Tuesday, November 22, 2011

Pakistani Taliban declare nationwide cease-fire

The Pakistan Taliban are behind much of the violence in Pakistan. The group is believed to be divided, with some factions still committed to war with the state.—File photo
PESHAWAR: The Pakistani Taliban has declared a cease-fire to encourage nascent peace talks with the government, a senior commanders said, a move that appears to show the deadly group’s willingness to strike a deal with state.
The commander said the cease-fire has been in effect for the past month and was valid throughout the country.
”We are not attacking the Pakistan army and government installations because of the peace process,” he said late Monday. The commander is close to Hakimullah Mehsud, the leader of the Taliban.
He spoke on condition of anonymity because he was not the official spokesman of the insurgent network.
His statement adds credence to recent announcements by anonymous Taliban and intelligence officials that government intermediaries recently met Taliban commanders to talk about a possible peace deal.
The government has not officially commented, and on Tuesday the Pakistani army denied it was involved in any talks.
The Pakistan Taliban, an umbrella grouping of militants allied with al-Qaida and based in the northwest close to the Afghan border, has been behind many of the scores of bloody suicide attacks around Pakistan over the last 4 1/2 years. At least 35,000 people have been killed in the bloodshed.
The United States wants Pakistan to keep the pressure on insurgents and would likely be concerned about any effort to strike a deal.
Many of its fiercest foes in Afghanistan, as well as al-Qaida operatives from around the world, live alongside the Pakistan Taliban in North Waziristan.
Much remains unclear about the nature of the talks and their potential. Both the army and the militants have engaged in misinformation before. Some reports have said any deal would only cover one region in the northwest, South Waziristan, but could be extended.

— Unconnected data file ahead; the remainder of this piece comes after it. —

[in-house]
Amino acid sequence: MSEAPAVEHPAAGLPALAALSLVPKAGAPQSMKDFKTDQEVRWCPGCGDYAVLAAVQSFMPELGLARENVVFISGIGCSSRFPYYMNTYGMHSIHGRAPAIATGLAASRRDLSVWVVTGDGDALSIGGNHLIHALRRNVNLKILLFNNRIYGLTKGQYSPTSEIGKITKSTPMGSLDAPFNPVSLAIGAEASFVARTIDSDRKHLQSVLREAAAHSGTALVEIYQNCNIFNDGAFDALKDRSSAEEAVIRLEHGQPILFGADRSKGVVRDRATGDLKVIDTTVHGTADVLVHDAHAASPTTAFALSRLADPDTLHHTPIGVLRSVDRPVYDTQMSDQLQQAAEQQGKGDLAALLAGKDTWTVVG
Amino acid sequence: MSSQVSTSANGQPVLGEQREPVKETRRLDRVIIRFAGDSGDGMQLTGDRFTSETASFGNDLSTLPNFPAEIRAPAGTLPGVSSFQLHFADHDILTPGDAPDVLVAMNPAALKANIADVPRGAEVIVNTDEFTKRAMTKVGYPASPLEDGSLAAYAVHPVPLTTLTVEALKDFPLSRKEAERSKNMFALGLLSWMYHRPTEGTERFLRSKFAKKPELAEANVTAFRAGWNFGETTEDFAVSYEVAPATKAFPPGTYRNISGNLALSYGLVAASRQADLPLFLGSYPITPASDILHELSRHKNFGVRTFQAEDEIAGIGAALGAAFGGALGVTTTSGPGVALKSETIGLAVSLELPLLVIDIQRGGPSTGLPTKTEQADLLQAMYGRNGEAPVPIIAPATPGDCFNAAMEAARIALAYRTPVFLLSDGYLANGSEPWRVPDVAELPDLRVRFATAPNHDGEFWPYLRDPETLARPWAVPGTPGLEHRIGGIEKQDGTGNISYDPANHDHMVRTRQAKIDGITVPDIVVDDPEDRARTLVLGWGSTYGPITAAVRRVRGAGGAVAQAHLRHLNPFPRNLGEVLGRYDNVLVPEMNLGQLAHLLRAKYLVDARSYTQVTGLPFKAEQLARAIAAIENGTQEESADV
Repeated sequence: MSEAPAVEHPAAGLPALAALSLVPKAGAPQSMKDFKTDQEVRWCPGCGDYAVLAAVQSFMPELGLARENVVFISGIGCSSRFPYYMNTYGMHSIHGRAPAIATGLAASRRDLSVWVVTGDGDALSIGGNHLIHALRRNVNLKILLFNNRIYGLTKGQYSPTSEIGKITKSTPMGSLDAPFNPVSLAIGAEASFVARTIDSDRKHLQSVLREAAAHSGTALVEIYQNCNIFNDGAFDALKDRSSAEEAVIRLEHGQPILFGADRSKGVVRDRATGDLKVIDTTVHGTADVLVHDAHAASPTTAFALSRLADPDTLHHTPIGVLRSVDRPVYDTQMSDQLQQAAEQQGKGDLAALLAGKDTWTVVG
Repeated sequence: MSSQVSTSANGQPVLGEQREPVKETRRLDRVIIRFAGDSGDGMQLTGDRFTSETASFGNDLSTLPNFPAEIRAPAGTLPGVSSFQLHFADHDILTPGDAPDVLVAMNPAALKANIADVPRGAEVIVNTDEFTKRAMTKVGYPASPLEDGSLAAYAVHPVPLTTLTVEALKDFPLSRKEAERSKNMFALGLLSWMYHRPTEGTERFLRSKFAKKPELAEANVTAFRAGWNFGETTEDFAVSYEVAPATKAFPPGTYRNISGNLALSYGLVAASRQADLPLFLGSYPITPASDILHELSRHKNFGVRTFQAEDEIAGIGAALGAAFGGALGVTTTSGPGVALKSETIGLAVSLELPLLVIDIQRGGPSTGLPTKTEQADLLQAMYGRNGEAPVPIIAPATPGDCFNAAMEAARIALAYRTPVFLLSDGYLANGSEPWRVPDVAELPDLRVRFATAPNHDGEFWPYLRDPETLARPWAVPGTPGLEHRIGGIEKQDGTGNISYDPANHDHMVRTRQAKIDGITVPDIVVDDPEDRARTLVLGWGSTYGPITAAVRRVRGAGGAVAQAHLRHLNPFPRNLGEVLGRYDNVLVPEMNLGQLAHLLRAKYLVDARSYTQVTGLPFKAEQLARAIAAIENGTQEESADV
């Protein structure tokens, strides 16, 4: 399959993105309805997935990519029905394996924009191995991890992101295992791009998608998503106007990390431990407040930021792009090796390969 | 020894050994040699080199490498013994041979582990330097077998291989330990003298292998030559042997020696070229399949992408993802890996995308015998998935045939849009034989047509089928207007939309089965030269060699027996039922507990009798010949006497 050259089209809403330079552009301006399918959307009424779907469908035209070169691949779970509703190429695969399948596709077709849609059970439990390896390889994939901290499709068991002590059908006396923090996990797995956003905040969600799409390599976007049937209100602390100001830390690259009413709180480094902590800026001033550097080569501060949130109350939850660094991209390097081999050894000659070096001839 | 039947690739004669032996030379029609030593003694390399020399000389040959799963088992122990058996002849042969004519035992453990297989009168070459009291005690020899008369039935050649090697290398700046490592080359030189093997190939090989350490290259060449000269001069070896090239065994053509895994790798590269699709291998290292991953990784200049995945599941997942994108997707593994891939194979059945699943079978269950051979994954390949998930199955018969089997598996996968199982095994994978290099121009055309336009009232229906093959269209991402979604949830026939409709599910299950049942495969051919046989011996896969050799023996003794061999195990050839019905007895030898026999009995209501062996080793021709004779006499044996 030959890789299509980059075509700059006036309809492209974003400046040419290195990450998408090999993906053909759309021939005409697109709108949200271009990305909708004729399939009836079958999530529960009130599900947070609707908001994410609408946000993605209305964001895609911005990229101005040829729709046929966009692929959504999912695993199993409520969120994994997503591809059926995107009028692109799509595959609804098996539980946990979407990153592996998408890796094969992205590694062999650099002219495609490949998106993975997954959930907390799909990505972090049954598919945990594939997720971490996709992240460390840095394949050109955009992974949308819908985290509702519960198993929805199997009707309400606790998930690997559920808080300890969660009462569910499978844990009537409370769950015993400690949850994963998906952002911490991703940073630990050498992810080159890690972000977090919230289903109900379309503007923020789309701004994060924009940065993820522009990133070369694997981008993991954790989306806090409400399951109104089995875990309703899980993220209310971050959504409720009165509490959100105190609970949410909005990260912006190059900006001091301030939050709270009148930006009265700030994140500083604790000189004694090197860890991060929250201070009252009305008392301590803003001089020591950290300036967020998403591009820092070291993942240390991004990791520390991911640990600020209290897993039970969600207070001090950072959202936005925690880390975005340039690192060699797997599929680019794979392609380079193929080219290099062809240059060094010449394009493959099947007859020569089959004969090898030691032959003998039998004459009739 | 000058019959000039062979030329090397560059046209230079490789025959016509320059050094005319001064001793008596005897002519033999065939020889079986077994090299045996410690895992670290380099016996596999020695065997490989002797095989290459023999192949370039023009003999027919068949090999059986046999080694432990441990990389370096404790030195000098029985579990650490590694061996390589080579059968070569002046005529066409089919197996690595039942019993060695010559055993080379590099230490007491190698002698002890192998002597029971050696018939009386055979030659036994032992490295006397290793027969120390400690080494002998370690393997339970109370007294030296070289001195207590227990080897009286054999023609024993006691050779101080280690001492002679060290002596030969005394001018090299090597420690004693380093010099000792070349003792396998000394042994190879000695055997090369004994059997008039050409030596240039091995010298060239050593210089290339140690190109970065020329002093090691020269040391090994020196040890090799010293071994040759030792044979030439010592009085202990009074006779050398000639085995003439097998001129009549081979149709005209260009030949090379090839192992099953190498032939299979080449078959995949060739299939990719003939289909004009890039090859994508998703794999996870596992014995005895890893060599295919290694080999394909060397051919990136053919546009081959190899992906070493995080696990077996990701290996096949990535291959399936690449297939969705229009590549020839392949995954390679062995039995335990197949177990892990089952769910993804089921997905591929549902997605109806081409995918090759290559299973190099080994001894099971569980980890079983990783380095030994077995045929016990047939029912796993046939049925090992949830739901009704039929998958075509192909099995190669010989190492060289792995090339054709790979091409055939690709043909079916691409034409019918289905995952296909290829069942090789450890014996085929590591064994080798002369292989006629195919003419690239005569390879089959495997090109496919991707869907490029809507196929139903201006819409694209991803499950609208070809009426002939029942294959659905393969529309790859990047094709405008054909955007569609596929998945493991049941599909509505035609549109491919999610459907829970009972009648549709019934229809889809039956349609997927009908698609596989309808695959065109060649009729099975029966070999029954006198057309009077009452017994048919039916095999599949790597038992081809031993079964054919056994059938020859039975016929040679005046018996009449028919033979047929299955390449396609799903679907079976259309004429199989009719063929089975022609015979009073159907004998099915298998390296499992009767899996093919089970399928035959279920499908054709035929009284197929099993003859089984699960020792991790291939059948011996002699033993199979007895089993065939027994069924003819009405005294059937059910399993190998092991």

The Pakistan Taliban is believed to be divided. Many of its leaders and foot soldiers have been killed in US drone attacks and Pakistani army offensives over the last few years.
Some faction and allied groups are still committed to war against the state, and there been several insurgent attacks over the last month.

Three-Way U.S.-China Drills Possible: Australia

SYDNEY - Defence Minister Stephen Smith on Nov. 22 said Canberra would seriously consider trilateral military training with the United States and China following the announcement of a US troop buildup in Darwin.
Smith said the move was suggested by Indonesian President Susilo Bambang Yudhoyono following talks with Australian leader Julia Gillard at last weekend's East Asia Summit in Bali after Beijing criticized the troop boost.
"We don't see it as something which would necessarily occur in the short term, but it's a good suggestion. It's an interesting suggestion," Smith said. "It's a positive suggestion and one which I think in the longer term could fall for serious consideration."
Indonesian Foreign Minister Marty Natalegawa expressed reservations about the plan to bring some 2,500 U.S. Marines to northern Australia by 2016-17. The plan was unveiled by President Barack Obama during a flying visit to Canberra last week.
Natalegawa warned that it could inflame relations and create a "vicious circle of tensions and mistrust" in the region, urging transparency, particularly about the motives behind the move.
Indonesia is building up its own military cooperation with U.S. forces.
The United States and its allies have expressed concern over the intentions behind China's military build-up and called for greater transparency.
Smith said Australia already did training and exercises with China and had completed joint live-firing drills with its navy for the first time last year.
"We're working very hard with China and the PLA (People's Liberation Army) to do precisely that, to do some training, to do some exercises, and we encourage China and the United States to do that themselves as well," Smith said.
Such training "reduces the risk of miscalculation or misjudgment", he added.
Jeffrey Bleich, U.S. ambassador to Australia, said there were "a lot of variables" but Washington was interested in strengthening military ties.
"For the broad brushstrokes, yes, we want to work more with the Chinese military, and we're looking for opportunities to cooperate with all countries in the region," Bleich told The Australian newspaper. "If you have a lot of nations rising quickly and not understanding each other's intentions, you're always concerned about the risk of a misunderstanding. You want to be prepared for that."
The U.S. and Chinese navies have held joint search-and-rescue drills.
The two sides would carry out humanitarian rescue-and-disaster relief drills next year and joint anti-piracy drills in the Gulf of Aden this year, they announced in July.
But they do not stage joint live-fire drills like those the U.S. has with its ally South Korea.